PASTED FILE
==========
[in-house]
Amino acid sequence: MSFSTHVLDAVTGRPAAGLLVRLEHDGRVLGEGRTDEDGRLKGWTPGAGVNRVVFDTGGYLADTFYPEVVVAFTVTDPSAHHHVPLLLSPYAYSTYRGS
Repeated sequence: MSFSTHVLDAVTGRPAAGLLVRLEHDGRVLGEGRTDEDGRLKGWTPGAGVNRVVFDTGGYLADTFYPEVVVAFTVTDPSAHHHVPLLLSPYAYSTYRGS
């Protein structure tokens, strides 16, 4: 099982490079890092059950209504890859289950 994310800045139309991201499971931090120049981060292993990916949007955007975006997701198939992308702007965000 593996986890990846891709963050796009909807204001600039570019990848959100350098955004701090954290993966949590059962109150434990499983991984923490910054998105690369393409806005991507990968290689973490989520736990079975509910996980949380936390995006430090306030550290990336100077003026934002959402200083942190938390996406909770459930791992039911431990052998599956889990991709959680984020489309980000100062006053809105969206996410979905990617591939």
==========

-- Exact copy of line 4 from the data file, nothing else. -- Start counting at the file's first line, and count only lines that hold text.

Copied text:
């Protein structure tokens, strides 16, 4: 099982490079890092059950209504890859289950 994310800045139309991201499971931090120049981060292993990916949007955007975006997701198939992308702007965000 593996986890990846891709963050796009909807204001600039570019990848959100350098955004701090954290993966949590059962109150434990499983991984923490910054998105690369393409806005991507990968290689973490989520736990079975509910996980949380936390995006430090306030550290990336100077003026934002959402200083942190938390996406909770459930791992039911431990052998599956889990991709959680984020489309980000100062006053809105969206996410979905990617591939």